Nanotechnology Now

Our NanoNews Digest Sponsors

Heifer International

Wikipedia Affiliate Button

Home > Press > Paintable Electronics? NIST Studies Spray-On Manufacturing of Transistors

This airbrush technique deposits a well-studied material called P3HT to create spray-on transistors, which perform comparably to lab-standard equivalents made by spin coating. Credit: NIST
This airbrush technique deposits a well-studied material called P3HT to create spray-on transistors, which perform comparably to lab-standard equivalents made by spin coating. Credit: NIST

Abstract:
A multidisciplinary research team at the National Institute of Standards and Technology (NIST) has found* that an organic semiconductor may be a viable candidate for creating large-area electronics, such as solar cells and displays that can be sprayed onto a surface as easily as paint.

Paintable Electronics? NIST Studies Spray-On Manufacturing of Transistors

Gaithersburg, MD | Posted on March 31st, 2010

While the electronics will not be ready for market anytime soon, the research team says the material they studied could overcome one of the main cost hurdles blocking the large-scale manufacture of organic thin-film transistors, the development of which also could lead to a host of devices inexpensive enough to be disposable.

Silicon is the iconic material of the electronics industry, the basic material for most microprocessors and memory chips. Silicon has proved highly successful as a substance because billions of computer elements can be crammed into a tiny area, and the manufacturing process behind these high-performance chips is well-established.

But the electronics industry for a long time has been pursuing novel organic materials to create semiconductor products—materials that perhaps could not be packed as densely as state-of-the-art silicon chips, but that would require less power, cost less and do things silicon devices cannot: bend and fold, for example. Proponents predict that organic semiconductors, once perfected, might permit the construction of low-cost solar cells and video displays that could be sprayed onto a surface just as paint is.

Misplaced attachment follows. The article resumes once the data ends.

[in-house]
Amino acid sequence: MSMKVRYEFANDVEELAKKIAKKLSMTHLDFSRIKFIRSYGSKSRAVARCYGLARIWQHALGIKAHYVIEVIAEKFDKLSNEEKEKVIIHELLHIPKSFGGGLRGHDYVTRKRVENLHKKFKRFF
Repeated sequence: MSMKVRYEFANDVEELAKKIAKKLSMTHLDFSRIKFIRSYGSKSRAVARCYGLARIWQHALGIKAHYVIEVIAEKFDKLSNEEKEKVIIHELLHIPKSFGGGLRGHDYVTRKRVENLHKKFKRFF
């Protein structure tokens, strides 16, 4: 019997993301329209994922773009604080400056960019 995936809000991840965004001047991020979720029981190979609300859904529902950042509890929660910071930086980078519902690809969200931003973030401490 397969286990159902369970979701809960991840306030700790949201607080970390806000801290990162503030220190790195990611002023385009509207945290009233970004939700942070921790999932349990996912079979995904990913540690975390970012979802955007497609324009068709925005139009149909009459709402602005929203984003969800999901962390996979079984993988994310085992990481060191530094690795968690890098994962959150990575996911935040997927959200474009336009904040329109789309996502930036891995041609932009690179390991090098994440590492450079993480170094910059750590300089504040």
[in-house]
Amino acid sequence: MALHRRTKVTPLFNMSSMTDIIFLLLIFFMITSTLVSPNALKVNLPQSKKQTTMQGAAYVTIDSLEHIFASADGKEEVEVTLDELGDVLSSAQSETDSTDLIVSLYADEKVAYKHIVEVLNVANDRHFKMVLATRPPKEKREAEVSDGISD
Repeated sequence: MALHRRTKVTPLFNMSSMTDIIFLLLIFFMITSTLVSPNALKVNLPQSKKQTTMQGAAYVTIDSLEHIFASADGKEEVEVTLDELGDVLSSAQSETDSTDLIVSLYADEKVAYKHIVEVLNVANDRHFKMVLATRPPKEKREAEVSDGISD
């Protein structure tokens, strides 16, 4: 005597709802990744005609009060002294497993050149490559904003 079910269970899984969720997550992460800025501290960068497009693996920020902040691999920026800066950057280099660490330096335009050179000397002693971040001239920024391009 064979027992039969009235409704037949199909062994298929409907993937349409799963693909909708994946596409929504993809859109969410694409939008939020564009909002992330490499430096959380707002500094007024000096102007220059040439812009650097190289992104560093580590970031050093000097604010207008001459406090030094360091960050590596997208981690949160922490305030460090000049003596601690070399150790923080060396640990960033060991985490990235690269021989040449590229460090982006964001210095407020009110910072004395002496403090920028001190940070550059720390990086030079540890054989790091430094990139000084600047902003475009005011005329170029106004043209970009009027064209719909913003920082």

"At this stage, there is no established best material or manufacturing process for creating low-cost, large-area electronics," says Calvin Chan, an electrical engineer at NIST. "What our team has done is to translate a classic material deposition method, spray painting, to a way of manufacturing cheap electronic devices."

The team's work showed that a commonly used organic transistor material, poly(3-hexylthiophene), or P3HT, works well as a spray-on transistor material because, like beauty, transistors aren't very deep. When sprayed onto a flat surface, inhomogeneities give the P3HT film a rough and uneven top surface that causes problems in other applications. But because the transistor effects occur along its lower surface—where it contacts the substrate—it functions quite well.

Chan says the simplicity of spray-on electronics gives it a potential cost advantage over other manufacturing processes for organic electronics. Other candidate processes, he says, require costly equipment to function or are simply not suitable for use in high-volume manufacturing.

* C.K. Chan, L.J. Richter, B.Dinardo, C.Jaye, B.R. Conrad, H.W. Ro, D. S. Germack, D.A. Fischer, D.M. DeLongchamp, D. J. Gundlach. High performance airbrushed organic thin film transistors. Applied Physics Letters, 96, 133304. March 30, 2010. doi:10.1063/1.3360230

####

About NIST
From automated teller machines and atomic clocks to mammograms and semiconductors, innumerable products and services rely in some way on technology, measurement, and standards provided by the National Institute of Standards and Technology.

Founded in 1901, NIST is a non-regulatory federal agency within the U.S. Department of Commerce. NIST's mission is to promote U.S. innovation and industrial competitiveness by advancing measurement science, standards, and technology in ways that enhance economic security and improve our quality of life.

For more information, please click here

Contacts:
Media Contact:
Chad Boutin

(301) 975-4261

Copyright © NIST

If you have a comment, please Contact us.

Issuers of news releases, not 7th Wave, Inc. or Nanotechnology Now, are solely responsible for the accuracy of the content.

Bookmark:
Delicious Digg Newsvine Google Yahoo Reddit Magnoliacom Furl Facebook

Related News Press

News and information

A step closer to understanding quantum mechanics: Swansea University’s physicists develop a new quantum simulation protocol October 22nd, 2017

Creation of coherent states in molecules by incoherent electrons October 21st, 2017